Techung: Tibet; Lam La Che/On The Road (ARC Music)

 |   |  1 min read

Techung: Lam La Che (w Keb' Mo')
Techung: Tibet; Lam La Che/On The Road (ARC Music)

The Tibetan diaspora which has seen many flee the country since the Chinese occupation began over 60 years ago means in many countries there are second, third and fourth generation Tibetans who have never seen their homeland but who have an emotional and spiritual attachment to that remote country.

The politics of Tibet -- and Tibetan Buddhism which has also spread apace -- are highly complex and sensitive. The Chinese incursion and occupation is the least of it. You can get yourself into very difficult conversations when you suggest the land was far from some happy Shangri-La before the Chinese, or that the much revered Dalai Lama's adherents have, often unwittingly, advanced the notion there was just their one school of Buddhism in the country.

Techung is a Tibetan who -- like so many -- grew up in Dharamsala in India (where many thousand of refugees and exiles settled) but who has travelled widely and has lived in San Francisco since the Eighties, where he performs, teaches music and dance, and holds the banner of Tibet high.

After the opening piece recorded at a Tibetan Freedom Concert held in Taiwan in '08 (the aching, blues-like Let's Go Home sung partly in English) this album offers a fascinating collection of (mostly) instrumentals which range from folk tunes on traditional instruments (string and flute) to the title track with bluesman Keb' Mo' and a group and, at the end, the anthemic Ning Thop (a plea not to give up hope) with dulcimer, electric bass, drums and keyboards.

While the more "Western" songs -- that is, in their arrangements -- are the most easy for non-Tibetans to immediately connect with, the real gems in this collection are the traditional melodies, folk tunes and sometimes celebratory pieces, many of them on the dramnyen (long necked, five-stringed Tibetan lute).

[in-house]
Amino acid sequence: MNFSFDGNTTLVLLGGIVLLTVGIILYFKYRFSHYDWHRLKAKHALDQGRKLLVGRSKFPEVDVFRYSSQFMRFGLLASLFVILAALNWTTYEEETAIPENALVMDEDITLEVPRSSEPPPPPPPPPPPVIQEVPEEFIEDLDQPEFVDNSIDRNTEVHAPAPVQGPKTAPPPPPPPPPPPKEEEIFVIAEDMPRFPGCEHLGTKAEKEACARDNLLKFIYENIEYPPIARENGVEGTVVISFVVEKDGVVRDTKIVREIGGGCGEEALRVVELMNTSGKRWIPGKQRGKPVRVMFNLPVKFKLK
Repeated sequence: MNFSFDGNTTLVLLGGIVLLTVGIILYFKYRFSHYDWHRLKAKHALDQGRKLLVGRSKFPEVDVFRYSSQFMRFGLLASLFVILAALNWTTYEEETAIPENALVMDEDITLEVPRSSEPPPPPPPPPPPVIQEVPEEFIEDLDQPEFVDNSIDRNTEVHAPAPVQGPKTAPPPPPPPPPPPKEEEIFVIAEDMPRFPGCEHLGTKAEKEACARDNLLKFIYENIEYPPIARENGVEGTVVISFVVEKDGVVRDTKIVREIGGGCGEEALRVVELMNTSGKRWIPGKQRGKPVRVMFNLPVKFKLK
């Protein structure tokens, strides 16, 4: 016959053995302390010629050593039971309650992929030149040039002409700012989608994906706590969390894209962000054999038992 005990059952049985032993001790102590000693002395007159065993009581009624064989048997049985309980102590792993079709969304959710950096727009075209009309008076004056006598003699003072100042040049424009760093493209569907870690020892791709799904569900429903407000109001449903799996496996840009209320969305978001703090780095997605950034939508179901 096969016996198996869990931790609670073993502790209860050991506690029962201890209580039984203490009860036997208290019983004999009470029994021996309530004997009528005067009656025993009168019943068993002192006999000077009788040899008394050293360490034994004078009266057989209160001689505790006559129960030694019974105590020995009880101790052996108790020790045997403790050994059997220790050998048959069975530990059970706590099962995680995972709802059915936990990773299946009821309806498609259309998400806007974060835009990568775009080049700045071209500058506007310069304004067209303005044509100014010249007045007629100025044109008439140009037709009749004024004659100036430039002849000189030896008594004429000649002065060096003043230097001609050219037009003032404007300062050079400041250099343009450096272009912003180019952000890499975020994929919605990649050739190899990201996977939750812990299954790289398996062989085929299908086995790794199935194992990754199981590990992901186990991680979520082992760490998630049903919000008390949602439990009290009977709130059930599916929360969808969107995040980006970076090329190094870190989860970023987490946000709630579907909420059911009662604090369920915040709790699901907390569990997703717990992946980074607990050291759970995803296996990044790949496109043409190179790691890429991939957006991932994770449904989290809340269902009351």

By virtue of their simplicity, unfurling melodies and occasional embellishments from flute or dulcimer, they speak with a quiet elequence which comes imbued with yearning and a timelessness which, rightly or wrongly, many would associate with Tibet.

An important but also enjoyable album which will make you think. 

Share It

Your Comments

post a comment

More from this section   World Music articles index

Various Artists: So Frenchy So Chic 2009 (Border)

Various Artists: So Frenchy So Chic 2009 (Border)

Billed as "the unofficial soundtrack to the French Film festival 2009" (and actually an Australian compilation so may bear absolutely no relation whatsoever to the French Film Festival we... > Read more

Alhousseini Anivolla: Anewal/The Walking Man (World Music Network/Southbound)

Alhousseini Anivolla: Anewal/The Walking Man (World Music Network/Southbound)

With a terrific new album from Etran Finatawa out (The Sahara Sessions), Anivolla -- one of their key guitarists -- deserves serious attention for this solo collection on which, aside... > Read more

Elsewhere at Elsewhere

BRIAN AUGER INTERVIEWED (2002): Still on fire, still rollin down the road

BRIAN AUGER INTERVIEWED (2002): Still on fire, still rollin down the road

How's this as a measure of a man's modesty: it is only in the closing overs of a lengthy conversation that Brian Auger mentions in passing he plays on an album which is nominated for a Grammy... > Read more

Kraftwerk: Trans-Europe Express (1977)

Kraftwerk: Trans-Europe Express (1977)

In the rush to acclaim Kraftwerk as electro-pioneers, it is often overlooked how they grew out of the German avant-garde/post-hippie prog-rock scene. As Organisation and on the first two Kraftwerk... > Read more